« Governors Offer Bipartisan Praise for Early Learning Challenge Grants | Main | Mapping Project Shows Philadelphia Pre-K Needs, Prompts Funding »

Report: N.Y. Gov. to Announce Plan for Funding Full-Day Prekindergarten

The online news organization Capital New York is reporting that New York Gov. Andrew Cuomo, a Democrat, will offer a proposal for full-day prekindergarten for 4-year-olds in his State of the State address on Wednesday. From the article:

The pre-K plan could serve to defuse a potentially awkward political situation for Cuomo, whose pledge to pursue tax cuts has put him on a potential collision course with newly elected mayor Bill de Blasio. De Blasio's signature proposal is a universal pre-K plan funded by a tax hike on high-earning city residents.

Specifially, De Blasio campaigned on a proposal to levy a special tax on New York City residents earning more than $500,000 a year. That money would be used to pay for universal pre-K for city students as well as after-school programs for middle schoolers. Bloomberg News reports that the proposal—if De Blasio is given the taxing authority by lawmakers in Albany—would generate $530 million over five years. For the 27,300 city taxpayers earning $500,000 to $1 million annually, the average increase would be $973 a year, according to the Independent Budget Office, a municipal agency.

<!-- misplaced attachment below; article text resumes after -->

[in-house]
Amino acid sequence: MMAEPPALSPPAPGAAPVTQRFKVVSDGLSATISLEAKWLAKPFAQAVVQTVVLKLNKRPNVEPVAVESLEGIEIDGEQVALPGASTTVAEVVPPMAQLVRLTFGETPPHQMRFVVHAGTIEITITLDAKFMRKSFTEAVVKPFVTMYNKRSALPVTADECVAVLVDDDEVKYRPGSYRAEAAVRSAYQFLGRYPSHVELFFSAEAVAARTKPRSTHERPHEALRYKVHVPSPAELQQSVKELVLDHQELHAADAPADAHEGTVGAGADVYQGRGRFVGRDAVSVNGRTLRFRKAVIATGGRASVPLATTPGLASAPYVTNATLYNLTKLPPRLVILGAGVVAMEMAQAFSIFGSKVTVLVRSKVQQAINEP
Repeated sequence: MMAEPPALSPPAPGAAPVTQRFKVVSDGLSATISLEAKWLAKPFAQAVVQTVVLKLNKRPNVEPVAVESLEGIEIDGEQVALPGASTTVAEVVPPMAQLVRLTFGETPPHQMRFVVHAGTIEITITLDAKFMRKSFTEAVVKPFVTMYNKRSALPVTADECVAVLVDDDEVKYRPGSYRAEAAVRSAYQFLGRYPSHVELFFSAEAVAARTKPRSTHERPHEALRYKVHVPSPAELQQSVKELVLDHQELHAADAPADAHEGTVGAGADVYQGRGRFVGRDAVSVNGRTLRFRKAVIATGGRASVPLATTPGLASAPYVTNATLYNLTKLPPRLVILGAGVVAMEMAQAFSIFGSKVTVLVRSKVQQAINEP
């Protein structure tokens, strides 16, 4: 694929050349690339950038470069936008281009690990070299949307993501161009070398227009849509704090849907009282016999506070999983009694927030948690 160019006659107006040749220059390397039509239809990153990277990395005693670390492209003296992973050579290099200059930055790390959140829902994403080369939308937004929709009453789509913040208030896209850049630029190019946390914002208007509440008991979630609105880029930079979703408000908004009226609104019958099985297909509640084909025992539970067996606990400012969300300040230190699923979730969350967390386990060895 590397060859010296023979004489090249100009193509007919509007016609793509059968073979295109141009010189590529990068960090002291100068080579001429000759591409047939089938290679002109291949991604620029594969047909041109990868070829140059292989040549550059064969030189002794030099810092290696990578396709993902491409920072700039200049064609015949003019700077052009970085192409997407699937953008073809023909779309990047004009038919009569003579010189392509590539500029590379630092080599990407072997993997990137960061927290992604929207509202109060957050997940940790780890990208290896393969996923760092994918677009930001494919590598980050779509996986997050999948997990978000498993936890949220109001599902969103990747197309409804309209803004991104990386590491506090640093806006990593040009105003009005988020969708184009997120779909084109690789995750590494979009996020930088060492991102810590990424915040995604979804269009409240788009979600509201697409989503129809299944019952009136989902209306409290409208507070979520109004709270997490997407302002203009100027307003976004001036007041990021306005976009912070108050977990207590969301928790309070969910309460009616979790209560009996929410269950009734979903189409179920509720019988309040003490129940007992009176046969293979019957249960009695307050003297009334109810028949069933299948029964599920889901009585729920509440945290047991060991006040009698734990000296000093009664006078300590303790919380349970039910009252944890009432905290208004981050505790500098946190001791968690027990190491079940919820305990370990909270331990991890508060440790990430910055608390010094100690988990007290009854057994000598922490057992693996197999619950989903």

Both the De Blasio plan and Cuomo's potential proposal are examples of how local officials are taking the lead on early education, as opposed to waiting for federal proposals to make their way out of a gridlocked Congress. Alabama, Hawaii, Michigan, and Mississippi are among the states that devoted more state money to prekindergarten in 2013.


Notice: We recently upgraded our comments. (Learn more here.) If you are logged in as a subscriber or registered user and already have a Display Name on edweek.org, you can post comments. If you do not already have a Display Name, please create one here.
Ground Rules for Posting
We encourage lively debate, but please be respectful of others. Profanity and personal attacks are prohibited. By commenting, you are agreeing to abide by our user agreement.
All comments are public.


Most Viewed on Education Week



Recent Comments